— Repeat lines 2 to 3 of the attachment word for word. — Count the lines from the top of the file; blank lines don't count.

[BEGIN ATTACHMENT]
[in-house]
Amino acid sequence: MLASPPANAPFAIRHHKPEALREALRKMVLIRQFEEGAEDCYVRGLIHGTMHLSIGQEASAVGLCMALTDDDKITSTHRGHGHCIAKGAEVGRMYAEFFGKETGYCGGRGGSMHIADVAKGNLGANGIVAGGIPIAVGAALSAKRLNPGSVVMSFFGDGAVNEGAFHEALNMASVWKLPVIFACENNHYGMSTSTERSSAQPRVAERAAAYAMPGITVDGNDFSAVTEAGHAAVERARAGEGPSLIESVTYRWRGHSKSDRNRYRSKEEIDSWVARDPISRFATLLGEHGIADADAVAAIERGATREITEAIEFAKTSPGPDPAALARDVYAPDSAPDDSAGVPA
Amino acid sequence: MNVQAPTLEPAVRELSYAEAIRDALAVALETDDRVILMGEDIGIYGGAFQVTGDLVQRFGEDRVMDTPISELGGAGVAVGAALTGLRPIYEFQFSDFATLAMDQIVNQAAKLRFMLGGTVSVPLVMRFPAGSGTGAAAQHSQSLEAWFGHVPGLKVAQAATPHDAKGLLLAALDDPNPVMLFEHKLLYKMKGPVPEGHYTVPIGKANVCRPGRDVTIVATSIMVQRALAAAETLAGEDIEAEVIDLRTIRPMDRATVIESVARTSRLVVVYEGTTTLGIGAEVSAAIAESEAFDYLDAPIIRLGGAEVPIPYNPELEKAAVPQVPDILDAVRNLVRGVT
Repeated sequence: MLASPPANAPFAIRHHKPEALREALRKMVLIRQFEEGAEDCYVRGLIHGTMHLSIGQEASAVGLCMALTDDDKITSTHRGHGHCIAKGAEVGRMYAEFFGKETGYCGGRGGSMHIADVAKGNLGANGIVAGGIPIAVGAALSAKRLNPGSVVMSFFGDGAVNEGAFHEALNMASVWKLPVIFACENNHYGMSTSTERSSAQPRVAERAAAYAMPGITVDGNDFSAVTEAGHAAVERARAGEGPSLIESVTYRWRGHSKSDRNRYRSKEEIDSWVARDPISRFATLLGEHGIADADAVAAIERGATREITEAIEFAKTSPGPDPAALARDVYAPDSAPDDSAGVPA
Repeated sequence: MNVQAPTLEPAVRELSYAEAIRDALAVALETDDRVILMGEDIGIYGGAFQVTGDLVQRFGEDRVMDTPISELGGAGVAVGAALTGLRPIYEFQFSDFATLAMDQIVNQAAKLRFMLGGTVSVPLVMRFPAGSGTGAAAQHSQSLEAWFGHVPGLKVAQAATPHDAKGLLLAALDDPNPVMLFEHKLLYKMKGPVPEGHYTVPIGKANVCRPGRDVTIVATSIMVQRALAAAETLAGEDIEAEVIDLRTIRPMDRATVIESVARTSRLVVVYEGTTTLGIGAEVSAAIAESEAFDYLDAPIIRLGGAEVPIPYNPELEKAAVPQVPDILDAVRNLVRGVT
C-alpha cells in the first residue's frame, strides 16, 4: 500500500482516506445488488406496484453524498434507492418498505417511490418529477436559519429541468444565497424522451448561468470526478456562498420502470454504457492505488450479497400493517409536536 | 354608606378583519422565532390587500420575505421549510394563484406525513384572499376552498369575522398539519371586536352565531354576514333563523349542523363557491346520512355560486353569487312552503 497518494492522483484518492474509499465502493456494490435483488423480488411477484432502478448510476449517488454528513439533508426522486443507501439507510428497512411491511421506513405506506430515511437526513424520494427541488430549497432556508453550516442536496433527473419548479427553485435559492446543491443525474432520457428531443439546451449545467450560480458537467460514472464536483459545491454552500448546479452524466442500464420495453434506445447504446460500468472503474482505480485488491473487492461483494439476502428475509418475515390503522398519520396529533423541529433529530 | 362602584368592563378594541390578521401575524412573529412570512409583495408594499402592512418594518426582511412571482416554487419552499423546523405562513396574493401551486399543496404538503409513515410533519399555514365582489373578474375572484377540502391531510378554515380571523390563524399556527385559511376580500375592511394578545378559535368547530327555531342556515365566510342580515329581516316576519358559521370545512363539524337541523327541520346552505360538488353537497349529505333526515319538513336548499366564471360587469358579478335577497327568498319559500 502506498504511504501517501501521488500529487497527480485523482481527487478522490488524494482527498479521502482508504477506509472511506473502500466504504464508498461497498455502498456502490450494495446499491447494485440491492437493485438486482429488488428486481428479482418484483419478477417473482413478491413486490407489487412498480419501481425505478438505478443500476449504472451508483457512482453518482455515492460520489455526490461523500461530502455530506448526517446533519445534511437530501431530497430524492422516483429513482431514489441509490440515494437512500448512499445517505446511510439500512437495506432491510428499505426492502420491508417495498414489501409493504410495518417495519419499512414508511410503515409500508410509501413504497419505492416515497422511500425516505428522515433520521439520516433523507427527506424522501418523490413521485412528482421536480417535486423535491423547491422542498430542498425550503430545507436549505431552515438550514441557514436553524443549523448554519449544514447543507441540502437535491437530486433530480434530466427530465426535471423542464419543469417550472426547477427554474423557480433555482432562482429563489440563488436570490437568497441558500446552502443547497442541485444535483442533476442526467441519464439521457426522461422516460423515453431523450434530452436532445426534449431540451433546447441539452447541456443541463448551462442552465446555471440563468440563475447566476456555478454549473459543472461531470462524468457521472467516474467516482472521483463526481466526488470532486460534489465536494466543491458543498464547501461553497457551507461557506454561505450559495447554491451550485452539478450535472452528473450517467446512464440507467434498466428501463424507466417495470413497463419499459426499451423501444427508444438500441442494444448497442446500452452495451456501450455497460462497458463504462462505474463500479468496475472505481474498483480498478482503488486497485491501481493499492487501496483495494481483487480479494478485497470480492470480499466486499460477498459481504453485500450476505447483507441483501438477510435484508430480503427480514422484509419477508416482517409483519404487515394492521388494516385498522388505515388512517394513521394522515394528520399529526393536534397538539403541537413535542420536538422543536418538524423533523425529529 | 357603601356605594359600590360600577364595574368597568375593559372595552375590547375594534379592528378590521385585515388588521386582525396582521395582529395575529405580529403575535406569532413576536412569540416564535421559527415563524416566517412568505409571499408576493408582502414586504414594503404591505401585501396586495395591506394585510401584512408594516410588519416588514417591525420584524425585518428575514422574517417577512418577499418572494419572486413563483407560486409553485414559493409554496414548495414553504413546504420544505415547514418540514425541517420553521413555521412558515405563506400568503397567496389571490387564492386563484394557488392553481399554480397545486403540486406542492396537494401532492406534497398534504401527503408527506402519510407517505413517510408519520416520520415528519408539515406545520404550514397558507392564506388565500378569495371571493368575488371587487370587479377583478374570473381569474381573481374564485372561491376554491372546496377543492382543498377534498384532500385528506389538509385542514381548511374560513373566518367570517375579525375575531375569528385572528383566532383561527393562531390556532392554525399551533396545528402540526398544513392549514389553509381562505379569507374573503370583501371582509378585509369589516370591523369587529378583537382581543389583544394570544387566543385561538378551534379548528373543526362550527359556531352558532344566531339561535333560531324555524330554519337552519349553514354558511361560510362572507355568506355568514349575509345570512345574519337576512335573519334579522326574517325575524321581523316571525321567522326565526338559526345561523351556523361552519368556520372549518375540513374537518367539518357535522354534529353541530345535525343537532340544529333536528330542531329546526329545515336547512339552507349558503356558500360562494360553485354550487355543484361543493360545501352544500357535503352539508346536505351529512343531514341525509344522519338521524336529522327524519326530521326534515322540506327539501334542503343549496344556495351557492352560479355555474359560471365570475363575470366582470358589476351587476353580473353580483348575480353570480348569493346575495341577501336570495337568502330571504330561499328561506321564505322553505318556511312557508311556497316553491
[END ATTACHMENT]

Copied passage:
Amino acid sequence: MLASPPANAPFAIRHHKPEALREALRKMVLIRQFEEGAEDCYVRGLIHGTMHLSIGQEASAVGLCMALTDDDKITSTHRGHGHCIAKGAEVGRMYAEFFGKETGYCGGRGGSMHIADVAKGNLGANGIVAGGIPIAVGAALSAKRLNPGSVVMSFFGDGAVNEGAFHEALNMASVWKLPVIFACENNHYGMSTSTERSSAQPRVAERAAAYAMPGITVDGNDFSAVTEAGHAAVERARAGEGPSLIESVTYRWRGHSKSDRNRYRSKEEIDSWVARDPISRFATLLGEHGIADADAVAAIERGATREITEAIEFAKTSPGPDPAALARDVYAPDSAPDDSAGVPA
Amino acid sequence: MNVQAPTLEPAVRELSYAEAIRDALAVALETDDRVILMGEDIGIYGGAFQVTGDLVQRFGEDRVMDTPISELGGAGVAVGAALTGLRPIYEFQFSDFATLAMDQIVNQAAKLRFMLGGTVSVPLVMRFPAGSGTGAAAQHSQSLEAWFGHVPGLKVAQAATPHDAKGLLLAALDDPNPVMLFEHKLLYKMKGPVPEGHYTVPIGKANVCRPGRDVTIVATSIMVQRALAAAETLAGEDIEAEVIDLRTIRPMDRATVIESVARTSRLVVVYEGTTTLGIGAEVSAAIAESEAFDYLDAPIIRLGGAEVPIPYNPELEKAAVPQVPDILDAVRNLVRGVT